Royal Commission in Aged Care Quality and Safety – February Update
New Quality and Safety Website
January saw the launch of the new Quality and Safety website. The site includes:
- Information for consumers
- News related to the Royal Commission
- Quality and safety education and events
The website features the resource pack that was recently sent to providers, which includes information about the Aged Care Quality and Safety Commission and the services offered.
Aged Care Royal Commission Preliminary Hearing
The preliminary hearing for the Royal Commission in Aged Care Quality and Safety took place on 18 January 2019, in Adelaide.
Dr James Popple, Official Secretary for the Royal Commission opened the hearing by reading the Letters Patent which outlined the Terms of Reference for the inquiry. Popple stated that the “contribution of older Australians should be recognised” and that they “deserve high quality care in a safe environment that protects their wellbeing and dignity.” He continued by reiterating the importance of creating national culture that respects ageing and older Australians. Popple argued that there are many positive examples of quality care including numerous dedicated staff however the Government must ensure that Australia has the best regulatory processes and policies, to protect the rights of all Australians receiving aged care services. Following his opening statement, Popple spoke about the responsibilities of the two appointed Commissioners, Richard Tracey and Lynelle Briggs including the provision of an interim report by 31 October 2019 and a final report including findings and recommendations by 30 April 2020.
Commissioner Tracey spoke about how the inquiry will investigate substandard care, instances of elder abuse as well as the board array of quality and safety issues both past and present in all forms of residential and community aged care services. Tracey outlined that the Commission will also look into young people in aged care facilities and dementia services however, will Exclude matters that have been sufficiently dealt with by civil or criminal proceedings. Tracey also stated that a web-based form has been developed to provide opportunity for anonymous feedback via the Royal Commission’s website. Public submissions can also be made via phone, email or post to ensure accessibility. Tracey most poignantly stated that “The hallmark of a civilised society is how it treats its most vulnerable people, and our elderly are often amongst our most physically, emotionally and financially vulnerable.”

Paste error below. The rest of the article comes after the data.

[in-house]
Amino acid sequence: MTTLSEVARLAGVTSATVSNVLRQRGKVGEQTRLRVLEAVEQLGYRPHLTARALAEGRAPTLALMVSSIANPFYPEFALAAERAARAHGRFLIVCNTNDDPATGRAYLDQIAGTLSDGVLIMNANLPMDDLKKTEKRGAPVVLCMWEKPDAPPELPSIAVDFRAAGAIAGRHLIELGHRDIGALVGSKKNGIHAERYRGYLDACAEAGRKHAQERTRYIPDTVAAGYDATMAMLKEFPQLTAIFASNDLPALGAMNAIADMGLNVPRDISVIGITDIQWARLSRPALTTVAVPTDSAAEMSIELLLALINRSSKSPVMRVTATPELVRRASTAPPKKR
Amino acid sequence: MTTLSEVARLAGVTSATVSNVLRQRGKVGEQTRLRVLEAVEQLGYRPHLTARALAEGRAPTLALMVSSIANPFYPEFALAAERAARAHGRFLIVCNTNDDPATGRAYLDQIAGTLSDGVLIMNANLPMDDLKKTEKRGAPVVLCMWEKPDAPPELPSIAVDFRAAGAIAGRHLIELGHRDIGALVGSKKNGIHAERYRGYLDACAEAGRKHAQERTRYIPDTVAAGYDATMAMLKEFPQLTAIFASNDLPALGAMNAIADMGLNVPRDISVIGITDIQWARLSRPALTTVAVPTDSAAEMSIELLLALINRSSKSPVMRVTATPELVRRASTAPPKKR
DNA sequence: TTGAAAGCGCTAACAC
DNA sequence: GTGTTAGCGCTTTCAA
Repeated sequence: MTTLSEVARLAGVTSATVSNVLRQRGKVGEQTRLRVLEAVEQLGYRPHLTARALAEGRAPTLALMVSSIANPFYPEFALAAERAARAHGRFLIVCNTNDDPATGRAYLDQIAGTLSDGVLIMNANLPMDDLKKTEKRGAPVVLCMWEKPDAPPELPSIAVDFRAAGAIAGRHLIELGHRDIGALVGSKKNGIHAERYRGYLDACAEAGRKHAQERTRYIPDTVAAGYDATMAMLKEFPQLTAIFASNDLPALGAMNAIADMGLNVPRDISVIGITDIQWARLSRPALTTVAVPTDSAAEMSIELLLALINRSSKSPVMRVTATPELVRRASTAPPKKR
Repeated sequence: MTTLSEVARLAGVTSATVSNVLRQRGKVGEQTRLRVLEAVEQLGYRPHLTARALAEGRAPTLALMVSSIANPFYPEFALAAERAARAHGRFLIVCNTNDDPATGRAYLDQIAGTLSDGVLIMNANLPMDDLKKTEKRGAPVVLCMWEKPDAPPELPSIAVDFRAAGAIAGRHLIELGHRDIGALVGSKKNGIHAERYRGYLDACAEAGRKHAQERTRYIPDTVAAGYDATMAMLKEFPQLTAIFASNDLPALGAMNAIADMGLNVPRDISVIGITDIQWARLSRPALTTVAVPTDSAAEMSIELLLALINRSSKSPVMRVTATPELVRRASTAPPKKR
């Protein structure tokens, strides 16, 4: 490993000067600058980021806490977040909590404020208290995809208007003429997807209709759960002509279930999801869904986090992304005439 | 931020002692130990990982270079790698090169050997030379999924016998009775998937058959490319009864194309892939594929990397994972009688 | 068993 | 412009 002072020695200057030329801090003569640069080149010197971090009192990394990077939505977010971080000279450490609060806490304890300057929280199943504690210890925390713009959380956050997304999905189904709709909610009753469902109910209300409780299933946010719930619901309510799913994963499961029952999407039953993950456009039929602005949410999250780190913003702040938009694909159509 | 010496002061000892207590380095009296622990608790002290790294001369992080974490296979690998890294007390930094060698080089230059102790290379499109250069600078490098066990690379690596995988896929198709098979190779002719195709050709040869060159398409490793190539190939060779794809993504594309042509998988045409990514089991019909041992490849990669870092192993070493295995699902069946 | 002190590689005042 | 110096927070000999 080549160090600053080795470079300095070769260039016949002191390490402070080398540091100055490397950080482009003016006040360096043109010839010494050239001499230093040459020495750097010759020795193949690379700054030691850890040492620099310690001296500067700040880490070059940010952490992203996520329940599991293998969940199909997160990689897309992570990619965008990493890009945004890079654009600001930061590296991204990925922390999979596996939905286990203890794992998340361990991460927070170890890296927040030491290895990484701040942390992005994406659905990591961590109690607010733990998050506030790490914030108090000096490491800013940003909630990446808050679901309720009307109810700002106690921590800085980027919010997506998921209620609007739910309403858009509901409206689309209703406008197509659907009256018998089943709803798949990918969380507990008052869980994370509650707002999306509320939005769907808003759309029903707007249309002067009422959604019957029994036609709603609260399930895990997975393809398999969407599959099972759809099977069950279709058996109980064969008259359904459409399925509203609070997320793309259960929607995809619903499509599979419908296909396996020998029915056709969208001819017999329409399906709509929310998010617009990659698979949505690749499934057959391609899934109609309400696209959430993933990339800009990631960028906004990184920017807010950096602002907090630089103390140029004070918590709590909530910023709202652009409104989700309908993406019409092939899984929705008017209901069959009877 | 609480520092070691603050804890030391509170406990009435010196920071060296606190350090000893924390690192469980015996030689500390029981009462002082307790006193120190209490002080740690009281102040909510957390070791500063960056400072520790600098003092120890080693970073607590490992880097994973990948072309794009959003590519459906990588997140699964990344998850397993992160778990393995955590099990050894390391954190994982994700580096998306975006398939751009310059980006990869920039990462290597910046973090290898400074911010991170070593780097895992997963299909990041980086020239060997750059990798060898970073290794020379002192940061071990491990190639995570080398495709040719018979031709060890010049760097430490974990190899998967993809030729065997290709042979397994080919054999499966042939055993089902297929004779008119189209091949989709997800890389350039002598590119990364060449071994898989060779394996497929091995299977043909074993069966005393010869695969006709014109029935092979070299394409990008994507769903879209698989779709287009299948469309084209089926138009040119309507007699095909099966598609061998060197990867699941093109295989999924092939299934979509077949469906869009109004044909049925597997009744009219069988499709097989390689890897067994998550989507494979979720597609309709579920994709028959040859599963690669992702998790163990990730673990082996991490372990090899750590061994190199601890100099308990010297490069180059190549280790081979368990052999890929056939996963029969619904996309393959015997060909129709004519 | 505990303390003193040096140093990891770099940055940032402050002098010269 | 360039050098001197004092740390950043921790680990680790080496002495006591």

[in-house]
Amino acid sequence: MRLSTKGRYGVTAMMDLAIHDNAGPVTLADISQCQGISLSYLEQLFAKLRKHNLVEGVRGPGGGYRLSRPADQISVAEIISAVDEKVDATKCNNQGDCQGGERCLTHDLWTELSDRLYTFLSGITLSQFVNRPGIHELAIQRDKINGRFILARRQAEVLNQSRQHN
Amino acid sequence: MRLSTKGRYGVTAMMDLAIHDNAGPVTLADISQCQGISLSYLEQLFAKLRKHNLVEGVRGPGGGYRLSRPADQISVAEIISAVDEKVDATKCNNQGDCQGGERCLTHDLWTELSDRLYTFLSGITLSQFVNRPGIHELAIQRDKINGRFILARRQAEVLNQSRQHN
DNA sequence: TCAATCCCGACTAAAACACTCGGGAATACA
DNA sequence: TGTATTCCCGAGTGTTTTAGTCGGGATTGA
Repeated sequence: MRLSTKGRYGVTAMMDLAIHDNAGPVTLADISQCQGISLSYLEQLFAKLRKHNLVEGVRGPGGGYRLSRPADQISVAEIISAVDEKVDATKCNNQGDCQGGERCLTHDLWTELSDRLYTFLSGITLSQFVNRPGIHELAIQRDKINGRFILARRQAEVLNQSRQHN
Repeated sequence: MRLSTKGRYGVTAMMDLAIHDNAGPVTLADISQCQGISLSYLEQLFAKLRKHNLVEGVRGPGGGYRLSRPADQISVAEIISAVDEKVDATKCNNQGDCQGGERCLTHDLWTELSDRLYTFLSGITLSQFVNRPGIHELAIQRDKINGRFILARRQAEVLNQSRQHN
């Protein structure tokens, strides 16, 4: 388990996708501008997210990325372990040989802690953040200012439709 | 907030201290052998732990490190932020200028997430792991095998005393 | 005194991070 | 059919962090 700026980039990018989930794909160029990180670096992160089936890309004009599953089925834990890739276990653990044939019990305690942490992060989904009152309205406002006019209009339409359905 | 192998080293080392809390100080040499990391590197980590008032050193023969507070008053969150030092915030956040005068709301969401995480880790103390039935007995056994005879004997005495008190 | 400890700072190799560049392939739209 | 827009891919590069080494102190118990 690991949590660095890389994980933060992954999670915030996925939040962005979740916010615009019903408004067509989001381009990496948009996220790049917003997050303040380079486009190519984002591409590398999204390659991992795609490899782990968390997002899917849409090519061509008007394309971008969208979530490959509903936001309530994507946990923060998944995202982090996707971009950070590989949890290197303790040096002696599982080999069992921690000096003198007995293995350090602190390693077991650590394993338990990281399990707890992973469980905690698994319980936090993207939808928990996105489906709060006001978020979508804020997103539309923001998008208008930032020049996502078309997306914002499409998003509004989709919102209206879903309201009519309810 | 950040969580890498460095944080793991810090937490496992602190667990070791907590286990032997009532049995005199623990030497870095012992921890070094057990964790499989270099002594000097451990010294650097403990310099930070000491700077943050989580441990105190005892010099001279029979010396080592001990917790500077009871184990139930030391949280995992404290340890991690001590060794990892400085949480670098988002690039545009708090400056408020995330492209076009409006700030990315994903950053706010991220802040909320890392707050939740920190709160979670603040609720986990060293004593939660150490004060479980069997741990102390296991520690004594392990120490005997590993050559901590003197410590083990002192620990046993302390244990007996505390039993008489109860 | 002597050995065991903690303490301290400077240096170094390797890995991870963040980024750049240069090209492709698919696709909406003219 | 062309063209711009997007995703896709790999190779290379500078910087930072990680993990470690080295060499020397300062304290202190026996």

Commissioner Briggs reinforced the goals of the inquiry which comes down to a sustainable future of aged care in Australia and a “world class caring system”. Briggs stated that this can be achieved if policies, regulations and practices are examined as the current system “may not be fit for purpose”. Briggs described that the Commission will engage with key stakeholders including consumers, government agencies and providers throughout the course of investigation. Providers have already been asked to provide information about substandard care, complaints, improving quality and safety, engaging with consumers, innovative models of care delivery and workforce investment.
The team of counsel assisting the Commission acknowledged the sizeable task before them which is further complicated by dementia and high health care needs of older Australians as well as issues raised for people with disabilities, including younger people in the aged care system. The first hearing will take place on February 11 2019 in which information will be presented about the challenges faced in the aged care system and evidence heard from those receiving services which was described as “central to this inquiry”. The Commission must now investigate the past to ensure that “real and tangible improvements can be made” says Dr Timothy McEvoy.